First storm of season proves hazardous on roads

Winter weather wrapped itself around the Berkshires on Monday for the first time this season, causing power outages and making for a treacherous morning commute while giving off December vibes.

Snow, sleet and freezing rain from a coastal storm near Boston began falling by daybreak, leaving about an inch of frozen precipitation on area roads before ending by noon. The wintry mix caused numerous accidents, mostly fender benders and vehicles sliding off the road. None of the accidents involved serious injury, according to local and state police.

Nevertheless, local towing services were busy, with R.W.’s Inc. in Lee responding to 12 accidents on the Massachusetts Turnpike.

“Our first call was for a two-car accident at the Lee-Becket line, and it was non-stop after that,” said Bill Brunell, R.W.’s co-owner .

The worst motor vehicle mishap occurred shortly after 11 a.m. on Old Cheshire Road in Lanesborough, when an oil delivery truck from O’Connell Oil Associates flipped on its side near Camp Mohawk.

The driver, who wasn’t identified, suffered minor injuries and was taken to Berkshire Medical Center as a precaution, according to company officials.

“I was outside moving my vehicles when I heard the truck crash,” said Camp Mohawk’s owner, Dave Schulman. “Considering what happened, [the driver] was very lucky.”Only a small amount of diesel fuel from the truck’s gasoline tank leaked out, and it was cleaned up by highway crews, according to eyewitness reports from the scene.

“I was outside moving my vehicles when I heard the truck crash,” said Camp Mohawk’s owner, Dave Schulman. “Considering what happened, [the driver] was very lucky.”Only a small amount of diesel fuel from the truck’s gasoline tank leaked out, and it was cleaned up by highway crews, according to eyewitness reports from the scene.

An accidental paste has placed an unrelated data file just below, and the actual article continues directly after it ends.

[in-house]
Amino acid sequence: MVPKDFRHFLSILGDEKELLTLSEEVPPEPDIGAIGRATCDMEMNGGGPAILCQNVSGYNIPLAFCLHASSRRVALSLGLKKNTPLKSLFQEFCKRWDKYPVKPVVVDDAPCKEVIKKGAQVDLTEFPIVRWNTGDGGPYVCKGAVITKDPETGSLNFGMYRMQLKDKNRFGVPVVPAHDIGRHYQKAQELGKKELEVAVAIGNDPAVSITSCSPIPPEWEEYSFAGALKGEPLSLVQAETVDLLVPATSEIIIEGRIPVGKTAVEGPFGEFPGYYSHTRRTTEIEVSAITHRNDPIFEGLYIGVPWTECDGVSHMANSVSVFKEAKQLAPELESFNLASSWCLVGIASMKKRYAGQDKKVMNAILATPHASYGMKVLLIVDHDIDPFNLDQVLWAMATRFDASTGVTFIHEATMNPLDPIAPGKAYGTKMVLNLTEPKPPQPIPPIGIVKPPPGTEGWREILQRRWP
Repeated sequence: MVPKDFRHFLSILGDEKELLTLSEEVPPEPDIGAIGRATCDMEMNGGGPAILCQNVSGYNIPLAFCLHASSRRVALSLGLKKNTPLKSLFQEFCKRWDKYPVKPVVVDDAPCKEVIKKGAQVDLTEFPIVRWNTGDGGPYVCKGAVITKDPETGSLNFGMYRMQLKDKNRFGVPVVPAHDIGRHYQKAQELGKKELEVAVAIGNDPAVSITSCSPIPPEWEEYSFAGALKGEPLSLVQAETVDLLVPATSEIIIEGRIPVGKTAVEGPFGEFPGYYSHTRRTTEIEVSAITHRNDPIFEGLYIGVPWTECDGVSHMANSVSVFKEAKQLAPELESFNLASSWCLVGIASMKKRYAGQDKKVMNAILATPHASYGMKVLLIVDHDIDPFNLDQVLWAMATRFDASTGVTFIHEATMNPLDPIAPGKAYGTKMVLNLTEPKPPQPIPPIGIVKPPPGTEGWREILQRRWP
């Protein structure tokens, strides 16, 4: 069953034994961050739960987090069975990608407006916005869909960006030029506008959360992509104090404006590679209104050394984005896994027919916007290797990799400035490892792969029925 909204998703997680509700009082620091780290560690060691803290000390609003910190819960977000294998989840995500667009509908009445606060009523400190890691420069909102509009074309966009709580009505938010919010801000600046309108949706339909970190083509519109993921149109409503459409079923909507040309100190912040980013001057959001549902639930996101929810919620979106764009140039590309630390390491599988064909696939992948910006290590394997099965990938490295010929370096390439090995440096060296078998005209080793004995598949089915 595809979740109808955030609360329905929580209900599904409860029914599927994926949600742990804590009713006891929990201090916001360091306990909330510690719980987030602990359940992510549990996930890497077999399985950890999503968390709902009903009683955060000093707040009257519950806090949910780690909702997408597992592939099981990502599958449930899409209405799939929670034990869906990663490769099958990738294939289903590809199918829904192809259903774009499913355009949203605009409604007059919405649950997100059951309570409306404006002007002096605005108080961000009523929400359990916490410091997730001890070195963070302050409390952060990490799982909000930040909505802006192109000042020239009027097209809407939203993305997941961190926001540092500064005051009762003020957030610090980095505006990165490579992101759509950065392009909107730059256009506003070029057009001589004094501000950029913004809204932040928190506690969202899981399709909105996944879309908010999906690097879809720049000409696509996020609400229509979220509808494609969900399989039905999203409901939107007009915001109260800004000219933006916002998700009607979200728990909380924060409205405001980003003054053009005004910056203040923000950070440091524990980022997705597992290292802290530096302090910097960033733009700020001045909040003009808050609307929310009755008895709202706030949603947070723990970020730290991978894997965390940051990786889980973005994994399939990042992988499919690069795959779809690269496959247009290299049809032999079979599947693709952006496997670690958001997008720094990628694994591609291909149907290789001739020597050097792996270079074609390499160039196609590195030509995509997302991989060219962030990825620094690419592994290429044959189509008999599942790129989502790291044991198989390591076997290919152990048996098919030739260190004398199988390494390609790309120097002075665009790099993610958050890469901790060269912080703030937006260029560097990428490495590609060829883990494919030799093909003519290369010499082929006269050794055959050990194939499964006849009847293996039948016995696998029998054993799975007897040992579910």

O’Connell’s officials wouldn’t confirm how much fuel leaked. Company employees spent the afternoon pumping fuel from the overturned tanker into another vehicle so that the tanker could be righted and towed away.

Lanesborough police did not return phone calls seeking information on what caused the accident.

While Berkshire residents scrambled to find their ice scrapers and snow shovels from last winter, local highway crews were ready to salt, sand and plow — six weeks before winter officially begins.

“We were all set and had trucks on the road by 5:30 a.m.,” said Jeffrey Vincent, superintendent of Lenox’s Department of Public Works. “We made sure we had enough vehicles ready to deal with this [storm].”

Local cities and towns generally gear up for winter weather by Nov. 1, and Sheffield was no exception.

“Our town highway department had plows ready to go,” said Town Administrator Joseph Kellogg. “You never know when winter weather will begin.”

Utility crews from National Grid and the Western Massachusetts Electric Co. were kept busy as gusty winds knocked down tree limbs, causing scattered power outages throughout the county, according to officials from both companies.

Despite the head-start to winter, local skiers will have to curb their enthusiasm about an early beginning to the downhill season. Ski area officials said Monday they hope their resorts will be operational by early December, with Jiminy Peak Mountain Resort in Hancock shooting for its traditional opening by Thanksgiving weekend.

“The second we get sustained 32-degree temperatures, we’ll start making snow,” said Betsy Strickler, Jiminy’s director of marketing.

“We have a month to go before we open,” said George Jervis, owner of Bousquet Ski Area in Pittsfield. “We’re not going to make snow when it’s 55 degrees.”

The forecast for today calls for a high of 45, with a 30 percent chance of rain and/or snow. High temperatures are projected to be near 50 for the rest of the week.


Nursing Home Negligence

Falls in Nursing Homes